On Sunday morning, Nashville Mayor John Cooper took bold action in response to the coronavirus spread: He entered the Safer at Home Order, which ordered Nashvillians to, generally, stay at home and ordered the closure of non-essential businesses.
Because the Order requires businesses that are “non-essential” to close, did the Mayor do those businesses a big favor, in the event that they decide to make a claim under a business interruption insurance policy?
Business interruption insurance is insurance coverage that replaces income lost in the event that business is halted for some reason, such as a fire or a natural disaster.
This coverage seems like it’d be very helpful to a business that was ordered by the government to shut down during a pandemic, right? Well, it depends on the specific language in the insurance policy.
Remember, insurance companies write these policies, so most will contain text that is as narrow as possible.
Duration of Shutdown? It will be narrow in duration (i.e. only as long as needed to re-establish operations). As an example, after 9/11, one case held that, once the business owner could physically return to their building, the coverage ended (on 9/18).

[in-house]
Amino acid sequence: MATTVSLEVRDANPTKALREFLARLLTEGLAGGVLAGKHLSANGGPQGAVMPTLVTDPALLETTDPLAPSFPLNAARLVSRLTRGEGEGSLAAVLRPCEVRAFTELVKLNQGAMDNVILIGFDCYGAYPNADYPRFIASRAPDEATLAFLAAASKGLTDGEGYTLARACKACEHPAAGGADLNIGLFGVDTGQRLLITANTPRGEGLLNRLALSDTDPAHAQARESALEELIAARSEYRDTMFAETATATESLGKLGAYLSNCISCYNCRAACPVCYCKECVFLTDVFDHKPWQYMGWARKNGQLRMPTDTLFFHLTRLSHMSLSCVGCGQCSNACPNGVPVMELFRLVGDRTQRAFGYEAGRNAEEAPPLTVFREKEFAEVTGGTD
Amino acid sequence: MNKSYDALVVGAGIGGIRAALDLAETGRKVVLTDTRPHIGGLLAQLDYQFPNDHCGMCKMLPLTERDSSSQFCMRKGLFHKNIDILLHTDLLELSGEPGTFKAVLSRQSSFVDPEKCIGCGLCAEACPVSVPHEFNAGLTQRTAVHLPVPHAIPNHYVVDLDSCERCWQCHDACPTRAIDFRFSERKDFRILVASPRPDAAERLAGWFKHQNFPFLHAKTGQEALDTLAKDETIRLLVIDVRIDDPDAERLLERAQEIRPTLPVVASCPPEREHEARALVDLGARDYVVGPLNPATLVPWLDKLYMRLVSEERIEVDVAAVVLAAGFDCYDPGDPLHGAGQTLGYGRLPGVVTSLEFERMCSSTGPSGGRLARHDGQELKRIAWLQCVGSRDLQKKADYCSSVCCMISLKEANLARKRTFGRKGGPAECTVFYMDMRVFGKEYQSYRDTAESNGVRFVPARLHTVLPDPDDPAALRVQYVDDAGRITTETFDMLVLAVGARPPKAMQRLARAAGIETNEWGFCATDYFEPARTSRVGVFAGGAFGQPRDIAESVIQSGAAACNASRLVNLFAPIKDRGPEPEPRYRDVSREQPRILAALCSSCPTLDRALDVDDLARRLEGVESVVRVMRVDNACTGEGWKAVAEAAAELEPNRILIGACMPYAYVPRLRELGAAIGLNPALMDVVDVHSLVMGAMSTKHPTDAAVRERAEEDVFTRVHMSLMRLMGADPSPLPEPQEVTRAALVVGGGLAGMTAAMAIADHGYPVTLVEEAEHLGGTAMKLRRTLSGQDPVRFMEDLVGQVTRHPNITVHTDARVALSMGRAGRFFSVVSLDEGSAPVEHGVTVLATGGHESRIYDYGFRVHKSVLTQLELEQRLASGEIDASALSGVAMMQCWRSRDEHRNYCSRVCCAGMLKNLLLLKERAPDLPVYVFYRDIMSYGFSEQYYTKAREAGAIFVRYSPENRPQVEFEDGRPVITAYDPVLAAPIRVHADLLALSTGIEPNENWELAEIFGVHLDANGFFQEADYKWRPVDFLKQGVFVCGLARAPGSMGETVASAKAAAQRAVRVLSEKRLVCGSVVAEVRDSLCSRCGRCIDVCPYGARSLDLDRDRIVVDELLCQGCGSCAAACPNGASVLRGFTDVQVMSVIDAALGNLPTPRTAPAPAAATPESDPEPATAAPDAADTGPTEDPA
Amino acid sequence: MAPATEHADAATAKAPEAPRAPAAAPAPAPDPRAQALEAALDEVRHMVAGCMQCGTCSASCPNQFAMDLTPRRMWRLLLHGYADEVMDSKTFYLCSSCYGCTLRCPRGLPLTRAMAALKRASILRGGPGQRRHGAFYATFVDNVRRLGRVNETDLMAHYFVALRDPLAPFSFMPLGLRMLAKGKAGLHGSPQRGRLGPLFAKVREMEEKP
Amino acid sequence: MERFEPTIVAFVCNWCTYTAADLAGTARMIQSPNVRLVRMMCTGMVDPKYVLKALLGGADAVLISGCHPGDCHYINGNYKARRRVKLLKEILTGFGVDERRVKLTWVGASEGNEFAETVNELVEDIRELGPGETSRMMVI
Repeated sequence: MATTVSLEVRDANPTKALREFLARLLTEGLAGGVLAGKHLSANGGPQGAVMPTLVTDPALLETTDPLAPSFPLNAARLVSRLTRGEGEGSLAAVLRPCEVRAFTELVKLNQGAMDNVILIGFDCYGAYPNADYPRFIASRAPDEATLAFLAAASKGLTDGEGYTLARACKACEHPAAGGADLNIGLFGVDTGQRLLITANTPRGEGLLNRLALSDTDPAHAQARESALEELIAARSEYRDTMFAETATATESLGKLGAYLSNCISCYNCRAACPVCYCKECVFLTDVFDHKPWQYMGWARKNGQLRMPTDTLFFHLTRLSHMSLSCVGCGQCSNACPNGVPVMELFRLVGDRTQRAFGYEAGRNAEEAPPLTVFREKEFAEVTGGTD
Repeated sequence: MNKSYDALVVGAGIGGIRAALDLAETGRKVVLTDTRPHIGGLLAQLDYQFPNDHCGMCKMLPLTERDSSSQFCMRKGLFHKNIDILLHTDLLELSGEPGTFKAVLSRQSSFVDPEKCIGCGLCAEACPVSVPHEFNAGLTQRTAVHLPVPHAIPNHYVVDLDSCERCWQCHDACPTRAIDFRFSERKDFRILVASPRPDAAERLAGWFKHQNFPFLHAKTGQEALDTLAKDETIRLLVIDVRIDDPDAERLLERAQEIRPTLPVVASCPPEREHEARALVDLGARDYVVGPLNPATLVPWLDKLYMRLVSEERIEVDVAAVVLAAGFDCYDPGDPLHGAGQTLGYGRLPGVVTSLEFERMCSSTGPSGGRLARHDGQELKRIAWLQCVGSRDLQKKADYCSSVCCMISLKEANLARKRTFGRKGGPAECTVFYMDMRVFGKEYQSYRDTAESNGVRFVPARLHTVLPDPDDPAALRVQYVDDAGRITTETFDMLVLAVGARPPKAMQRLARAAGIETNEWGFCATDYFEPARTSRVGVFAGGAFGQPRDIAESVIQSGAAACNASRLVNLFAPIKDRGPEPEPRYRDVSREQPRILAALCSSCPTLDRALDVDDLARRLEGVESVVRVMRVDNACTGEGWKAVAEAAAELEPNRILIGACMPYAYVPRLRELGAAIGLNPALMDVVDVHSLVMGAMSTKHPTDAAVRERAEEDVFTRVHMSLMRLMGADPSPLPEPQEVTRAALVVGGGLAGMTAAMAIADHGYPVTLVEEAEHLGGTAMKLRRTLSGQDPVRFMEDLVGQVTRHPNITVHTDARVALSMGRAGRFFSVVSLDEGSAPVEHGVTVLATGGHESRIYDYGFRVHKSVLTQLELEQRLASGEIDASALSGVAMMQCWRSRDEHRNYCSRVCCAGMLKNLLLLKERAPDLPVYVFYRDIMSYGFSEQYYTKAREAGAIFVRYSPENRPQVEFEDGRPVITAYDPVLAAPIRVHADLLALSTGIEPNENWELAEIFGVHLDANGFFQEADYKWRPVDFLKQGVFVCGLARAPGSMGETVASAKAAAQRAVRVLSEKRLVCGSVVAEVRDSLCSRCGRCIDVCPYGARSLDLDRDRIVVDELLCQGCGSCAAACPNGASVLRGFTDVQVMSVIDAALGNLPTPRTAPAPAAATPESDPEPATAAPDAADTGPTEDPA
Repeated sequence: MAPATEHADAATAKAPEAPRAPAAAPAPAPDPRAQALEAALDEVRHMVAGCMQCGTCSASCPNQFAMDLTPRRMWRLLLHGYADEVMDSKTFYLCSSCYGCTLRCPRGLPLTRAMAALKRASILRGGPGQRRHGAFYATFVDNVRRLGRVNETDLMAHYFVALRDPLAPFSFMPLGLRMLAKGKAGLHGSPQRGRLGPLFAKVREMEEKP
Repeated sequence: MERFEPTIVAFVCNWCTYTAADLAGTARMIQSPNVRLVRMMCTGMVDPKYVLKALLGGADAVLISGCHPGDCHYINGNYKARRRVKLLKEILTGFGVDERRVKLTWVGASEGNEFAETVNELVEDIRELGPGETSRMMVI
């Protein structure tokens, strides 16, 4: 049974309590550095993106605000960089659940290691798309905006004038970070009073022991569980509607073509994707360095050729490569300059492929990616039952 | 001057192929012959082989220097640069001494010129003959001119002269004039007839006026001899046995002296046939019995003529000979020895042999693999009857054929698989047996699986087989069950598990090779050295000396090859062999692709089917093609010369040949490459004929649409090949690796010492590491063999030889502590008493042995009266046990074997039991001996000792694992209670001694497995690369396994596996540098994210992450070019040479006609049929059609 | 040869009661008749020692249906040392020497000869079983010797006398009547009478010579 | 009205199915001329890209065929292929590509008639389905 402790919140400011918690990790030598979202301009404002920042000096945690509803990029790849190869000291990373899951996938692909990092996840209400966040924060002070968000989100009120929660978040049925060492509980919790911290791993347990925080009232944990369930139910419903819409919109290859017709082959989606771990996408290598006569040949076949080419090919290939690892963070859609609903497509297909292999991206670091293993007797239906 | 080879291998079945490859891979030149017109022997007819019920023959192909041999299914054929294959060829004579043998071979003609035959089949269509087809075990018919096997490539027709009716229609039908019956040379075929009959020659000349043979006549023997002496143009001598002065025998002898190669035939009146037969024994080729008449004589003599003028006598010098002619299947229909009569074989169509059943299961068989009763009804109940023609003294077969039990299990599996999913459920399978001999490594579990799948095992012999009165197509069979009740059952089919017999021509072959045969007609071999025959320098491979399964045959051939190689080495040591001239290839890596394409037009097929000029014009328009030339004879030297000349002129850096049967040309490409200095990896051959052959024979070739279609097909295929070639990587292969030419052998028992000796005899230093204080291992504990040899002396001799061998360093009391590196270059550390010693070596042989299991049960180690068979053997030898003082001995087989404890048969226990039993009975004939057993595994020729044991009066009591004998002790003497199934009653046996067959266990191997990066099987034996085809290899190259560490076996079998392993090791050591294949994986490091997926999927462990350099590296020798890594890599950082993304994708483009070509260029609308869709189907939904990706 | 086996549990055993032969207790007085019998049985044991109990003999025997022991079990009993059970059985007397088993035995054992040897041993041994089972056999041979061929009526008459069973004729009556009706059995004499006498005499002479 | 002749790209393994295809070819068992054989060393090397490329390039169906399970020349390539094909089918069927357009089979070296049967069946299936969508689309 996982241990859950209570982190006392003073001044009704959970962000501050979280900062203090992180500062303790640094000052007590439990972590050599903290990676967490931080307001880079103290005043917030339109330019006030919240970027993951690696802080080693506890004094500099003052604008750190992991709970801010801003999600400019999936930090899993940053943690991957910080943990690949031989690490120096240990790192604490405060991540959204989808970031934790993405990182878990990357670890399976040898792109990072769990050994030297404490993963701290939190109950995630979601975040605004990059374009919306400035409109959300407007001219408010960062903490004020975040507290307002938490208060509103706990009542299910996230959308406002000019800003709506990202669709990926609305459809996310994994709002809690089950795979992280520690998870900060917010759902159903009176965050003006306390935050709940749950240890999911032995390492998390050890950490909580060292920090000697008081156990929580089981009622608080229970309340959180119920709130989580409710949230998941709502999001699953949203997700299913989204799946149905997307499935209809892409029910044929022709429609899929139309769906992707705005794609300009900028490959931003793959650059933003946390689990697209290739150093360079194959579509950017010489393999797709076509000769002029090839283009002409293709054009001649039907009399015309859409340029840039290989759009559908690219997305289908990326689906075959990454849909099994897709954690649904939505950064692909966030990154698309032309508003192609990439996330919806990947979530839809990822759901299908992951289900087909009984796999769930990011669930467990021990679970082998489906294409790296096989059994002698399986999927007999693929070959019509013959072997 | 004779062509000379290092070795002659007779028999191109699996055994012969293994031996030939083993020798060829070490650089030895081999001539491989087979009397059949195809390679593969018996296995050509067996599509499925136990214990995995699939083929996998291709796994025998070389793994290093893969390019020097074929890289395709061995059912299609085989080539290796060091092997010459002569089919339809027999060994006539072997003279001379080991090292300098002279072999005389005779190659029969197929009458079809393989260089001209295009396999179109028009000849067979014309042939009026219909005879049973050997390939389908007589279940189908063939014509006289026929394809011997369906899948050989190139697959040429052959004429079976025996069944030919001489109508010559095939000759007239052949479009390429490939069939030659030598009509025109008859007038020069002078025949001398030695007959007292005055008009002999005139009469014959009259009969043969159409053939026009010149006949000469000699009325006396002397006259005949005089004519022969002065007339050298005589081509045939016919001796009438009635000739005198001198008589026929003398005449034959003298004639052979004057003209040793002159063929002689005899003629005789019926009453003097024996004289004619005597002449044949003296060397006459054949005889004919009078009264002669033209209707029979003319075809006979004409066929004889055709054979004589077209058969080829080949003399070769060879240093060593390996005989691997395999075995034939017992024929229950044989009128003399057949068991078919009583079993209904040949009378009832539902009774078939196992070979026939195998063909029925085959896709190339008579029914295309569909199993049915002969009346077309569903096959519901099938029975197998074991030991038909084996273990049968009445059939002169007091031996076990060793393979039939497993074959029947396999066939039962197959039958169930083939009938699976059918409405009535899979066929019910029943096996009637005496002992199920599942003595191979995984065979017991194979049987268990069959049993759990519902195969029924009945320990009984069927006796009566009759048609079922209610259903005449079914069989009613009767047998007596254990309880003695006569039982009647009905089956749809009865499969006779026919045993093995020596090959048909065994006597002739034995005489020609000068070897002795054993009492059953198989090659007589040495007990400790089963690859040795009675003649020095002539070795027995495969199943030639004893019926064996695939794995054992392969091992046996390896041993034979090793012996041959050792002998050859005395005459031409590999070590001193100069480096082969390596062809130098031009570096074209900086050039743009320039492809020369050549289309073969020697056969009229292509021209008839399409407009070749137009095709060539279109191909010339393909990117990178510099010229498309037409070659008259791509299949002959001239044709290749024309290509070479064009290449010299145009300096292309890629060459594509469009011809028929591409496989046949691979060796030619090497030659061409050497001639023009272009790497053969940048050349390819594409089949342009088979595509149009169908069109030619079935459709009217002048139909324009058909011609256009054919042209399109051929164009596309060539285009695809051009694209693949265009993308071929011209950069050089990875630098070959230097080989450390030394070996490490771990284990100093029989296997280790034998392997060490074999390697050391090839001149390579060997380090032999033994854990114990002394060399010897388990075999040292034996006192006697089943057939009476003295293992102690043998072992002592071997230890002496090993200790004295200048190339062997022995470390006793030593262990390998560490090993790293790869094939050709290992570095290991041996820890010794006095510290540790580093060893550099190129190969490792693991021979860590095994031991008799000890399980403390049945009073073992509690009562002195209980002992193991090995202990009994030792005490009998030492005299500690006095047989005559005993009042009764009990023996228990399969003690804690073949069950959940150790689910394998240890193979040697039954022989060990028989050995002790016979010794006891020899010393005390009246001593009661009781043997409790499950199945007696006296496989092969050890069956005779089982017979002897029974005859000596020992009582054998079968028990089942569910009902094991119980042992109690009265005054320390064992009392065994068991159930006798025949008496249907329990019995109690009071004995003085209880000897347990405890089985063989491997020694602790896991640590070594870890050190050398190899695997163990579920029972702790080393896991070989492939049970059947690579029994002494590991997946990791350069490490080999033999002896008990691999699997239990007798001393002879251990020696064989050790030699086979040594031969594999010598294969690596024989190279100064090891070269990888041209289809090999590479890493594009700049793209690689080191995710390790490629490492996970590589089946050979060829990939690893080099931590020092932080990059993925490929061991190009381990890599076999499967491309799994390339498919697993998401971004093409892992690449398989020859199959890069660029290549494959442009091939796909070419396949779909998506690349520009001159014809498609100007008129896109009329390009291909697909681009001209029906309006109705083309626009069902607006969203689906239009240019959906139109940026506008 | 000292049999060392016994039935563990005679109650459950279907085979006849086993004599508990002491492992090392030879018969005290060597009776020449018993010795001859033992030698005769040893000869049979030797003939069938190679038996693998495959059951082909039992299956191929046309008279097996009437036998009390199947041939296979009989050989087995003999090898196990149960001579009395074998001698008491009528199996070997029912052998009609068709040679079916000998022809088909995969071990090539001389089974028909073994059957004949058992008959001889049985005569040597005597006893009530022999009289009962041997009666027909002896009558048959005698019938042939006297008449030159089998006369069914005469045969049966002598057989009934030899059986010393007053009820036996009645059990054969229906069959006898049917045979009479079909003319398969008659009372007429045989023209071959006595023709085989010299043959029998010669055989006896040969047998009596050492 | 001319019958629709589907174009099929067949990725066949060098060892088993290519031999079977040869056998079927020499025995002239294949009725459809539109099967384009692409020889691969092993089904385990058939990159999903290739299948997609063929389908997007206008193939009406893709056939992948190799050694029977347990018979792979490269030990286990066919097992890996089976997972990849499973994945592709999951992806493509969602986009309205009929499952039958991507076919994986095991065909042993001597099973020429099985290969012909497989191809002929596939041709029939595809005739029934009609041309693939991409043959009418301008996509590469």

But what about coronvirus, when we are prohibited from leaving the house by express order of the government and we definitely can’t go to our business? Seems like a coverable event. Again, though, look the the text of the policy.
Is it a shutdown or a “slow down”? Courts generally require a complete shutdown. Again, good for a Nashville business.
Some interesting questions:
- If the entirety of your business activities cease; probably a suspension
- If an entire portion of your business closes but another portion remains
- If your normal business activities close, but you convert your business into a
new but less profitable activity?
So, if you’re a bar that focuses on, let’s say, axe throwing but also serves nachos, and, after the coronavirus, you offer home delivery nachos, are you really shut-down?
Does your policy require the shutdown to be caused by a physical loss or property damage (like a tornado)? Is contamination from a deadly, contagious virus “damage to property”? Maybe…there are cases on dangerous levels of gases that are found to be damage to property. But, do you have to show documented instances of COVID-19 at your business to get coverage? Also, maybe.
Is there text referencing an Order of Civil Authority? Some policies actually reference shutdowns when access to real or personal property is prohibited by order of civil or military authority. Here, is the Safer at Home Order a recommendation or an order? Is your businesses clearly not an “essential” business that can stay open?
As a bankruptcy lawyer who rarely gets to fight the exciting fights, I really appreciate the interesting days and arguments that await the insurance lawyer bar over the next few weeks, months, and years.
My advice, today, is to: Pull a copy of your businesses’ insurance policy, and see if it includes business interruption coverage. If it’s a close call, make a claim and see what happens.